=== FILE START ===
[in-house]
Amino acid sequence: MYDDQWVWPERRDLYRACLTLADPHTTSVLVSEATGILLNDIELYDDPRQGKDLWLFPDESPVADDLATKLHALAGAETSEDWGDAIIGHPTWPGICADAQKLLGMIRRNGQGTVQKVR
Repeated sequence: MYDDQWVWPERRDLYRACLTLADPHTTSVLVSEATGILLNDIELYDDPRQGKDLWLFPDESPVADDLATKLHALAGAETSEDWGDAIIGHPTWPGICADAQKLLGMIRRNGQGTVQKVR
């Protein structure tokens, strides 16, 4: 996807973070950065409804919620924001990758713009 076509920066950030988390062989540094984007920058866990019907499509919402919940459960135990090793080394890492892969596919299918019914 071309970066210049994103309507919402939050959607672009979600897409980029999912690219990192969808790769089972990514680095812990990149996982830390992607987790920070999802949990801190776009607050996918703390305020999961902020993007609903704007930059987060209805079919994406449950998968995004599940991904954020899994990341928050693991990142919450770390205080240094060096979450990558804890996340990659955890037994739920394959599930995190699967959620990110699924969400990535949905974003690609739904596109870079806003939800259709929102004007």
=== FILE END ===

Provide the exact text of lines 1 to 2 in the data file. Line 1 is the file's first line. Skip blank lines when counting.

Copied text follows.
[in-house]
Amino acid sequence: MYDDQWVWPERRDLYRACLTLADPHTTSVLVSEATGILLNDIELYDDPRQGKDLWLFPDESPVADDLATKLHALAGAETSEDWGDAIIGHPTWPGICADAQKLLGMIRRNGQGTVQKVR